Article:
Kaitlyn seems to shrug it off, though, saying: “If the physical part of a relationship isn’t there for me, that is a deal breaker.” Fair enough—that’s how most of the world functions when it comes to romance. As emotions rise, one man soothes his friend’s feelings, “It’s just kissing.” And it is just kissing—until suddenly, it’s not. The lights go out, there’s the sound of heavy breathing, and it becomes clear that an adult woman on a dating reality show had sex. Cut to a picture of a crying Kaitlyn.

In the video, Kaitlyn clearly states that she’s not a bad person and she’s not ashamed of herself. So why does it seem like the producers want to make her look like she is? The next few minutes of the promo are just Kaitlyn crying, curling up in a ball, hiding her face and then admitting her actions to the other men for public pillorying. The men are shocked. One stalks off: “Don’t talk to me!”

Let’s get real: This is not the first time that someone has had sex on this show. The show’s “journey to love” culminates in three back-to-back overnight dates in a Fantasy Suite. We all know what happens there, even if it’s not documented for the camera. This isn’t even the first time that someone has had sex outside of the Fantasy Suites. Remember Courtney’s and Ben’s tryst in the ocean? Or Clare and Juan Pablo? Bachelor Bob Guiney supposedly had sex with at least five different women on his season. Host Chris Harrison low-balled that 67% of couples have sex on the show. Despite that, Courtney is still considered a villain; Clare was blasted on blogs and Twitter for her night with Juan Pablo.

But, of course, those infamous encounters all took place on The Bachelor, not The Bachelorette. Does the show have a double standard when it comes to the perception of its Bachelorette? Maybe. Bachelorette Andi Dorfman certainly got her share of slut-shaming after her Fantasy Suite encounter with Nick Viall came up on After the Final Rose. (To her credit, Andi was having none of it.) Based on the promo, it seems like Kaitlyn is in for similar treatment. Some viewers definitely thought so; many took to Twitter to express their dismay over the producers’ perceived slut-shaming of Kaitlyn.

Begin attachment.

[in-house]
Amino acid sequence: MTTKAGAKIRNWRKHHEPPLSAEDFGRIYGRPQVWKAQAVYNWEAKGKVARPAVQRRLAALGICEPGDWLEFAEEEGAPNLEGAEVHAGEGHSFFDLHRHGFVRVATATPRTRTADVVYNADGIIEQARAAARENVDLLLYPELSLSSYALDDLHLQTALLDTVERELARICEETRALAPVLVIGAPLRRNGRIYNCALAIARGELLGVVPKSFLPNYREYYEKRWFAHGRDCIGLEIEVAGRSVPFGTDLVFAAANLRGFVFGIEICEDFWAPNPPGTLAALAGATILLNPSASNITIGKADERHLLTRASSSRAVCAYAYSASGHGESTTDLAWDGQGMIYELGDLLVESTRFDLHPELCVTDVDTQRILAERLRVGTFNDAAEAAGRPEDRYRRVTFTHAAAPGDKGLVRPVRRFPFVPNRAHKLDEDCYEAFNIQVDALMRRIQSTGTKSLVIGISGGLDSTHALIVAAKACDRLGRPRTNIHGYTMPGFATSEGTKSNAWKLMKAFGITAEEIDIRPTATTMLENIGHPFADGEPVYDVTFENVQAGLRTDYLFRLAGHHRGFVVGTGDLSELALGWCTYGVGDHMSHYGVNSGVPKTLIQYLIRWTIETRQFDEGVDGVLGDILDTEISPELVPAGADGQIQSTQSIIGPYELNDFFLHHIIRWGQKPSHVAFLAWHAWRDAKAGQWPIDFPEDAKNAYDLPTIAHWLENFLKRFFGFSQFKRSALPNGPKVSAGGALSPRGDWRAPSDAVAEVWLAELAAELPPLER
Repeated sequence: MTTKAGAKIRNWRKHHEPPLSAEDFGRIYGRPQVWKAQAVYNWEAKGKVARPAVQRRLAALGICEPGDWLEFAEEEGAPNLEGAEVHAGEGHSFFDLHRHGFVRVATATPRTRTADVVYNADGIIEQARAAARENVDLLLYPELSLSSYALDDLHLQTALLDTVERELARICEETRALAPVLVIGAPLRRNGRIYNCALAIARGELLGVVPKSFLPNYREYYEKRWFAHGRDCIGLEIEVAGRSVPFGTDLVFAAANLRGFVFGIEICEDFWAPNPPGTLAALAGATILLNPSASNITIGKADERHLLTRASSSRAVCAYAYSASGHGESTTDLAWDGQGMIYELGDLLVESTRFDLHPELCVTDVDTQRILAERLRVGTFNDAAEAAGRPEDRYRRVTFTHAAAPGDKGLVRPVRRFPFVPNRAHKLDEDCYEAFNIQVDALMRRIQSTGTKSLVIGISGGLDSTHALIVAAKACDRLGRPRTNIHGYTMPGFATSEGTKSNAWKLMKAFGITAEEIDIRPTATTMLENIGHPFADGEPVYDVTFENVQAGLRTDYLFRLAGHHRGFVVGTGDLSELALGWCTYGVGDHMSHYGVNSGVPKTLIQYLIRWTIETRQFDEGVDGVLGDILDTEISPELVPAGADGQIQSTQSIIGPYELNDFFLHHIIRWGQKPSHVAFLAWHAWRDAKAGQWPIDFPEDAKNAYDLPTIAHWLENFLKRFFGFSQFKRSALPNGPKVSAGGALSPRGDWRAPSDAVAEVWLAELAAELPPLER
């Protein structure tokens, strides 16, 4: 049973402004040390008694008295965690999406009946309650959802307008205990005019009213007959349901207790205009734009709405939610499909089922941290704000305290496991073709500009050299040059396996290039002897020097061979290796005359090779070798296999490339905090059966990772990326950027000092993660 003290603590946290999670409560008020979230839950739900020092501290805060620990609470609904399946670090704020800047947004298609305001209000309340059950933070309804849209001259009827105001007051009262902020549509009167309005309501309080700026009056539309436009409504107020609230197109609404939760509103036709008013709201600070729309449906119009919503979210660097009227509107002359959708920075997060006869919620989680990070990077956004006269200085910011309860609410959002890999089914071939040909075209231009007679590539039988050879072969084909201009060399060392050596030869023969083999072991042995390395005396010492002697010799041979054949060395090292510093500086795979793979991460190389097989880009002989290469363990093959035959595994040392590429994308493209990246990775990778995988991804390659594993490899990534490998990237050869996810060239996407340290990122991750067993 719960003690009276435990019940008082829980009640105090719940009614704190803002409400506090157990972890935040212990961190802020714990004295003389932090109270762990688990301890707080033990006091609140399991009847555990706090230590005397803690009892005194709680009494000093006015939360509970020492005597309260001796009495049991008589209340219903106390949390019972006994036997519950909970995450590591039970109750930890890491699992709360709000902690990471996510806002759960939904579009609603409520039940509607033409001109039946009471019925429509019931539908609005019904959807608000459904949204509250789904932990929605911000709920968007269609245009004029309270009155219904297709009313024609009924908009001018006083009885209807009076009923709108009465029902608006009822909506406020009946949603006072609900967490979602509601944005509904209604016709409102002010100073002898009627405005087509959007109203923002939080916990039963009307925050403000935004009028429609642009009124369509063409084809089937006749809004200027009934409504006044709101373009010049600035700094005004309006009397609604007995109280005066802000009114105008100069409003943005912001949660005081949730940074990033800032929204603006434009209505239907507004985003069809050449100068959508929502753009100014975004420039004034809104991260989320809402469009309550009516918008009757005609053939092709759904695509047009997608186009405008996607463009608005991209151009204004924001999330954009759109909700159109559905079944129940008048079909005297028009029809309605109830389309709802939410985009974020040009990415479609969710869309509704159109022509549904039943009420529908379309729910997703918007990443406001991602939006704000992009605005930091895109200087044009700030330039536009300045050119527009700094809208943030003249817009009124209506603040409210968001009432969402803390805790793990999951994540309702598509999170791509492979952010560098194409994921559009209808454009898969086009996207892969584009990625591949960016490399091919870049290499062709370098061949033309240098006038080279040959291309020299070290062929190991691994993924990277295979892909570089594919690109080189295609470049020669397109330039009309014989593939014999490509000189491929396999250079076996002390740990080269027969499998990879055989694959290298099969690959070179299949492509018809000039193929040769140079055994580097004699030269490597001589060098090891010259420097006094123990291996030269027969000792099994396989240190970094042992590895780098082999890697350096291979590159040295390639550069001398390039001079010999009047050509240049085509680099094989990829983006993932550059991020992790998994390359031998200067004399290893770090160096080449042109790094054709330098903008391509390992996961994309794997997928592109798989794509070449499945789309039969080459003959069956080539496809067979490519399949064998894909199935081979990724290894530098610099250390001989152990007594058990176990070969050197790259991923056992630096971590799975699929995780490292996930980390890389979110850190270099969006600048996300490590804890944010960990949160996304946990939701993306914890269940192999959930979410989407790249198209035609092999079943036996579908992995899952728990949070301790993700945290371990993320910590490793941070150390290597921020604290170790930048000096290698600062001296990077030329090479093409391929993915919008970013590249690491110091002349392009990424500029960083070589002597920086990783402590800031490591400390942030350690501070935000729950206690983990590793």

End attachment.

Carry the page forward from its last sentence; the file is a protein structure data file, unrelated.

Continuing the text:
“I made a mistake. That doesn’t mean I’m a bad person,” Kaitlyn wails in the video. Let’s hope the producers remember that this season.

TIME Turnarounds

How Sony Got Up and Out of Its Death Bed

President and CEO of Sony Corporation Hirai speaks at a Sony news conference during the 2015 International Consumer Electronics Show in Las Vegas
Steve Marcus—Reuters President and CEO of Sony Corporation Kazuo Hirai speaks at a Sony news conference during the 2015 International Consumer Electronics Show (CES) in Las Vegas, Jan. 5, 2015.

For the first time in a decade, the electronics company has a shot

In the annals of consumer electronics companies that have slipped from great heights, none has taken a bigger fall far from its glory days than Sony. But after years of struggling to right itself, the company is finally making real progress on a turnaround.

Just as Apple helped revive itself in the early 2000s with the iPod, Sony built much of its success on the idea of helping people carry music around in their pocket–first with the transistor radio in the 50s and 60s and later with the Walkman portable cassette player. Those products, coupled with smart engineering, made the Sony brand synonymous with peerless quality.

In the early 2000s, Sony began to lose its competitive edge. Rivals like Samsung had emerged to undercut its higher-priced TVs and stereos. Sony couldn’t get a foothold in new markets like mp3 players. Its earlier expansion into new areas like insurance and its overspending on film and music studios left it with a structure that was at once bloated and siloed.